Real Talk at Gotham Week

Lissa Deonarain, Kitty Hu & Susan Yin • September 24, 2022


BGDM is proud to have been a part of Gotham Week 2022! We absolutely loved connecting with Mafiosxs in person at our booth and pushing forward important conversations about pay equity and data through our panel conversations.

Back in Action & in Person

For three days, BGDM showed up and showed out at our very own Gotham Week Expo booth. Thank you to our BGDM members Roxanne Lim, Cynthia Martinez and Chithra Jeyaram who volunteered to work the booth alongside BGDM staff. We’re so grateful to have members who take time out of their busy lives to give back to this organization — that’s community in action!

Our booth was complete with some newly designed materials that you’ll see around at future BGDM events. We had existing members drop by as well as allies and prospective members who are excited to learn more about what we do as an organization. We also had the chance to chat with some of our friends at organizations like Pano, Undocumented Filmmakers Collective, Hue You Know, Free the Work, BlackStar and more!

A woman of color with orange hair in a bun sits at a table with a black tablecloth and postcards that say BGDM, next to a large Photo by Susan Q. Yin

Real Talk: Let's Get Paid

In partnership with Gotham Week, we invited BGDM members Carla Gutiérrez and Emmy-nominated Cydney Tucker to share their experience as independent filmmakers in our panel, REAL TALK: LET’S GET PAID.

Over and over, we hear our community members talk about pay and credit inequities and harmful workplace practices. With the ongoing pandemic, racial reckonings spurred by the 2020 uprisings, and conversations about capitalism-driven work culture, it’s time for our industry to not only re-examine who is shaping our stories, but how our storytellers are treated (and paid) in the process. We can only do this through knowledge sharing.

Producers, editors, please find your community. Especially females, we need to share information and talk about rates and address the inequities head on.


Editors face a different landscape as their skills are generally in high demand and the jobs have more sustainability. However, associate and assistant editors need to be given opportunities to develop their creative craft and not relegated to only technical tasks. Practically, this means budgeting for an associate or assistant editor, involving them in creative meetings, and giving feedback rounds for them to grow as editors in their own right.

“I’m looking forward to the day [when] we don’t have to talk about equity, we can just talk about our craft! But we’re just not there yet, we need to keep pushing for better wages,” Cydney added. As Cydney reminded us, our industry is strategically designed to make it harder to unionize through layers of subcontracting from networks to production companies. However, through collectives like BGDM, A-Doc, FWD-Doc, Video Consortium, Documentary Producers Alliance, BIPOC Doc-Editors, and many more, we can organize and share resources amongst our communities.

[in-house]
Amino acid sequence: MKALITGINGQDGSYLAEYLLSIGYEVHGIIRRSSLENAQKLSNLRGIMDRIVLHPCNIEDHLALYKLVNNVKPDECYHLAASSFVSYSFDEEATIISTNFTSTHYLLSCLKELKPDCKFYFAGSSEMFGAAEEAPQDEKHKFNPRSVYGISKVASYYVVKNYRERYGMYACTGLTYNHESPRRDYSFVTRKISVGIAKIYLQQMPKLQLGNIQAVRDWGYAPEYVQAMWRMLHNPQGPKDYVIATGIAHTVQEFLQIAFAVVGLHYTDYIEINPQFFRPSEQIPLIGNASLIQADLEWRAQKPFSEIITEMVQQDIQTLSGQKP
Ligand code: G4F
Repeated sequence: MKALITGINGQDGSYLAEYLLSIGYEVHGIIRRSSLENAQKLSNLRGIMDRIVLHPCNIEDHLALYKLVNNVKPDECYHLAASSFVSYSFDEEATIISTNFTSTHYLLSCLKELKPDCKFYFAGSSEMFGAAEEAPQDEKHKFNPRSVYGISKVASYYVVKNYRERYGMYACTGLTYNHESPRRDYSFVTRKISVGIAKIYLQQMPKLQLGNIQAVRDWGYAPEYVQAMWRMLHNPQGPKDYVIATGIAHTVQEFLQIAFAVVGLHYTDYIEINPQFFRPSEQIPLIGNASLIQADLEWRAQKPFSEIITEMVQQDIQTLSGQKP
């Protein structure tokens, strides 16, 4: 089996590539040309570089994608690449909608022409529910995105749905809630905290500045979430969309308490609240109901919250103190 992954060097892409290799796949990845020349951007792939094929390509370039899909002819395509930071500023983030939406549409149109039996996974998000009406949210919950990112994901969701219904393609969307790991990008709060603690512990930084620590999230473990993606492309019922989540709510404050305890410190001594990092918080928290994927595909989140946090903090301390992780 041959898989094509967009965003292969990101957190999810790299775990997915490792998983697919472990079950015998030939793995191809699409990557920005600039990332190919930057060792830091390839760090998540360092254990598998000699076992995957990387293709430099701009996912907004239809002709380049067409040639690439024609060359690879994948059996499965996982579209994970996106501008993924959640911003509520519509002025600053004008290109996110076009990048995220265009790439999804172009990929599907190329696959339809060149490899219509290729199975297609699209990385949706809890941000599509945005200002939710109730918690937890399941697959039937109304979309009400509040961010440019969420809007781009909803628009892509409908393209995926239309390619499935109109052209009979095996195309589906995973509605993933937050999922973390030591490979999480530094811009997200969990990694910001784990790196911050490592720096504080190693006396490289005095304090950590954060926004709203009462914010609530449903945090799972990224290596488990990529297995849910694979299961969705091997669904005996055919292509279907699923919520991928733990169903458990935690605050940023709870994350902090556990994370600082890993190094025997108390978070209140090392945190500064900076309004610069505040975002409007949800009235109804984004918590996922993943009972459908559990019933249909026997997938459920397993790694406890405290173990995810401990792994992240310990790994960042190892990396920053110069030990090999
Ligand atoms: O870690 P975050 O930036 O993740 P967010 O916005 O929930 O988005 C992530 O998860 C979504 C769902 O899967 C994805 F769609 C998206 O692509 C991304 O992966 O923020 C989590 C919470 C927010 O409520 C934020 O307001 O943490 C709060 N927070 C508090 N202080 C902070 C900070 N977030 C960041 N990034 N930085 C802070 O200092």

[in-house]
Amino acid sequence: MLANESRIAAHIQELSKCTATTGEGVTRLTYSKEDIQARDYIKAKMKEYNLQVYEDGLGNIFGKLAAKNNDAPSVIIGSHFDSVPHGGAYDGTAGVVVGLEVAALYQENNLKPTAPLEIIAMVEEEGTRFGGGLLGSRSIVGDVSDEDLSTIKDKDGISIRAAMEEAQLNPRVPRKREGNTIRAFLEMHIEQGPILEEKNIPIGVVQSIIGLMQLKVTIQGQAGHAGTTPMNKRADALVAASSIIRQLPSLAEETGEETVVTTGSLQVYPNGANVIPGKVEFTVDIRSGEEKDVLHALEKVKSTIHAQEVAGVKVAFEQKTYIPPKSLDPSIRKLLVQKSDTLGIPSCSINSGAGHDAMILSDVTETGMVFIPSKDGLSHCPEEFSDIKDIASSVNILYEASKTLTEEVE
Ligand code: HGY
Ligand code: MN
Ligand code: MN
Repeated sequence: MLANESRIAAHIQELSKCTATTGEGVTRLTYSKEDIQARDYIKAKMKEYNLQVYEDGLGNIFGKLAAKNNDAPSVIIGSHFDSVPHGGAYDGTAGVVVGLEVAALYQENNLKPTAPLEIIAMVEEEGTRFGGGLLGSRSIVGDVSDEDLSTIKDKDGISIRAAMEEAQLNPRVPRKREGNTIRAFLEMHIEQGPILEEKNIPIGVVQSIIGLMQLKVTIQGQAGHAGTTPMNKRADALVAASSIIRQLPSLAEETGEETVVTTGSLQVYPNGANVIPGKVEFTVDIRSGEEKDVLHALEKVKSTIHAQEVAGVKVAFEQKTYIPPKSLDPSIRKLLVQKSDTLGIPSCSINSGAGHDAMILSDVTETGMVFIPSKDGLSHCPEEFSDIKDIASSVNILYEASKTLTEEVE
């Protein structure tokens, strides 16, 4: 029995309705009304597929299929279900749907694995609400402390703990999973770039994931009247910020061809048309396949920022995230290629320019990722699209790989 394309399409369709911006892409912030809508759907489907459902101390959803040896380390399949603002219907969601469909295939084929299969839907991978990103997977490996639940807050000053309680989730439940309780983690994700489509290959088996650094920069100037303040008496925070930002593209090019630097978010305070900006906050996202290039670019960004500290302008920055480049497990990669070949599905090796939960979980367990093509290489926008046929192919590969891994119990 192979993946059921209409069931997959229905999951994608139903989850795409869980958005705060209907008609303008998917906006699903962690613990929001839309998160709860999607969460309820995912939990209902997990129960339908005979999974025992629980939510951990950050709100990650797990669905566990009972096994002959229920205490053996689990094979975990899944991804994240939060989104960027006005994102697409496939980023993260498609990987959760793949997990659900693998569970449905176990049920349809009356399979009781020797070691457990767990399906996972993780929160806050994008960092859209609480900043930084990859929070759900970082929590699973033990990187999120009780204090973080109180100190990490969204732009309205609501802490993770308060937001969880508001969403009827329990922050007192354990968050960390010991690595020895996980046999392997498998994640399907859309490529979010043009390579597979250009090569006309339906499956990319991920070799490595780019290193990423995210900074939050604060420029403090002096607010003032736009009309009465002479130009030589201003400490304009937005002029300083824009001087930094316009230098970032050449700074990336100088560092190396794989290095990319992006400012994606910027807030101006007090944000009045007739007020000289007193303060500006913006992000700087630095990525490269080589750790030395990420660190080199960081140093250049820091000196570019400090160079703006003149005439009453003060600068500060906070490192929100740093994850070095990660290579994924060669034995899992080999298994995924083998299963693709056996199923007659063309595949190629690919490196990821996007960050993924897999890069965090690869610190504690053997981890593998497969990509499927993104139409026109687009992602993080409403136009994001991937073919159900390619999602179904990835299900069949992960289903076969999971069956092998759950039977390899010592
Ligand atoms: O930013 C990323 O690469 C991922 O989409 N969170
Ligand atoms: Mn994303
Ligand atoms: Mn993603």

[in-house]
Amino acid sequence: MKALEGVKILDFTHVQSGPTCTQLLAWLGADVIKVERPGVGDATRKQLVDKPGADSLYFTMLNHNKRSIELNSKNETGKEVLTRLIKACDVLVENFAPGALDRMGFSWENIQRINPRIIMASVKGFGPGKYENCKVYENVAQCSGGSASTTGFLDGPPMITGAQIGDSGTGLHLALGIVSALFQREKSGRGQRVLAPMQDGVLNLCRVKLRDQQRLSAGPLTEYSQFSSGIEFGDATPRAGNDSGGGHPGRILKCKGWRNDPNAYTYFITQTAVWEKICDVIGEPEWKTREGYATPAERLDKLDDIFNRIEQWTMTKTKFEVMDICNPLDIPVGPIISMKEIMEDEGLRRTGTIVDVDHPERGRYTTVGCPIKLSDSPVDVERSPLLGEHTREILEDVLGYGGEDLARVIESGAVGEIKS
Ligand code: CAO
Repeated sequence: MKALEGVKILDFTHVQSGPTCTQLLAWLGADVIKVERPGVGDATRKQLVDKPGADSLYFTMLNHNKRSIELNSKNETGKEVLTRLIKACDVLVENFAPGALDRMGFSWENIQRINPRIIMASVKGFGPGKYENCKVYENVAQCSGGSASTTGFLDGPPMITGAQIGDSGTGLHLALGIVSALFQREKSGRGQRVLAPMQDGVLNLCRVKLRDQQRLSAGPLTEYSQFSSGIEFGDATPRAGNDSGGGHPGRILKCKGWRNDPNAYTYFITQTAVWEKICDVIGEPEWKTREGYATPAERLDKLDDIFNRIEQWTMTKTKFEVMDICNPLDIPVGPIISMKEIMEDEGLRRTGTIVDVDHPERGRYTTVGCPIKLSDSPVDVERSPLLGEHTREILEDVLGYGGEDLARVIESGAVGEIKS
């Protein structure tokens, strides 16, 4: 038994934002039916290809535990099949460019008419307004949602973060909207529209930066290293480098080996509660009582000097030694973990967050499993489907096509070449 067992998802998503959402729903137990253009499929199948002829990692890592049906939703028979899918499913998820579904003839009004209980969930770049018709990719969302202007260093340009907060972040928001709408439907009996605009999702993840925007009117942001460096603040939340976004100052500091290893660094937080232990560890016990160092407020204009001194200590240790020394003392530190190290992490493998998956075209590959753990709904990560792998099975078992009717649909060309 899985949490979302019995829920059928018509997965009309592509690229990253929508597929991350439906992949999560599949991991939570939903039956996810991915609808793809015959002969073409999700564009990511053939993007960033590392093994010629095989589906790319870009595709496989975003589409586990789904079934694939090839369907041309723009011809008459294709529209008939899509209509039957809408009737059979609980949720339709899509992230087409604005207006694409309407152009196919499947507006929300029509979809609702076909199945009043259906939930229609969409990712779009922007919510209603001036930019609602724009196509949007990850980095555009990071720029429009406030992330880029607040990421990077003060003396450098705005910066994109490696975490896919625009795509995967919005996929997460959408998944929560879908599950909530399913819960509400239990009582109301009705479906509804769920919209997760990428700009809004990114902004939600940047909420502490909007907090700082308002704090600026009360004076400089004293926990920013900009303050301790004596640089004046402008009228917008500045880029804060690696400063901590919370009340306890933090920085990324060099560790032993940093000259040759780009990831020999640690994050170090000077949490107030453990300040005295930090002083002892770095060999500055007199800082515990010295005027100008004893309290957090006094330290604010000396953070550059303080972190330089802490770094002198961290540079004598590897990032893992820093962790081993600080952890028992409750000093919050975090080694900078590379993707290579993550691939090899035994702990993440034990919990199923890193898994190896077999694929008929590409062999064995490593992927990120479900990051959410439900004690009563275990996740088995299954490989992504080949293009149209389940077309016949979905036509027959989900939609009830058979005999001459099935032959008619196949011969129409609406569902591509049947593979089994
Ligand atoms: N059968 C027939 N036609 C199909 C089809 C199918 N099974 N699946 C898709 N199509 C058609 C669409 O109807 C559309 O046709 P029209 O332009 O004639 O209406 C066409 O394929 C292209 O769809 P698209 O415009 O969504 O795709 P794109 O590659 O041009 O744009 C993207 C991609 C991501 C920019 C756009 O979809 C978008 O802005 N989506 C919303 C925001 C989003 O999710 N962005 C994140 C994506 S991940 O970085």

Two women of color with long brown hair pose for a photo, holding up a photo frame around their faces that says Pay Transparency Project, mimicking a Monopoly board. Photo by Susan Yin

Alongside Video Consortium, BGDM is excited to officially announce the launch of Pay Transparency Project (PTP), a community-driven database that offers nonfiction video professionals timely insight into constantly evolving hiring trends and pay parity practices. Collecting this data is the beginning of consolidating our communal knowledge and experiences to better advocate for all nonfiction storytellers. Support us by filling out the survey and spreading the word about PTP!

Creating Opportunities with Data

BGDM is also grateful to participate in the Undocumented Filmmakers Collective (UFC)’s panel, CREATING OPPORTUNITIES WITH DATA. UFC’s Nicole Solis-Sison and Carlos Ibarra kicked off the conversation recognizing the difficulty in collecting and using data as a tool to advocate for their Undocumented members. As member-based initiatives, we are committed to not only the success, but also the safety of our members. To ensure that we are meeting the needs of our members, micro-organizations like UFC, BGDM, and Pano rely on data from carefully crafted surveys. As newer organizations, we are learning from our members — their multifaceted identities, cultures, geographies, professions, help needed — instead of only using data for funder purposes. Our relationship with our members are non-transactional. However, as underlined by Pano Founder Cidney Hue, we need more support from our members and allies because we lack the capacity and resources.

Just like the call to action from REAL TALK: LET’S GET PAID, grassroots collectives must collaborate so that we can all grow stronger together. To break through the opaque documentary industry, we have to chart our own path and create a new norm.

Photo by James Manjo

Lissa Deonarain, Kitty Hu & Susan Yin
Lissa Deonarain, Kitty Hu & Susan Yin

Lissa Deonarain (she/they) is a queer, disabled, multiracial Guyanese-American documentary filmmaker, editor, communications specialist and producer. She has produced films around the world, and worked with award-winning directors.

Kitty Hu (any pronouns) is a queer Chinese diasporic documentary filmmaker and visual journalist with roots in the Bay Area, California. As the daughter of immigrants, Kitty’s work applies community-centered documentary tactics to amplify stories at the intersection of justice and human relationships, looking at topics like labor, housing, culture, migration, and climate.

Susan Q. Yin (she/her) is a visual communicator and digital strategist with over a decade of experience serving mission-driven organizations. She works to elevate storytelling by integrating art and design with data-driven communication and technology solutions.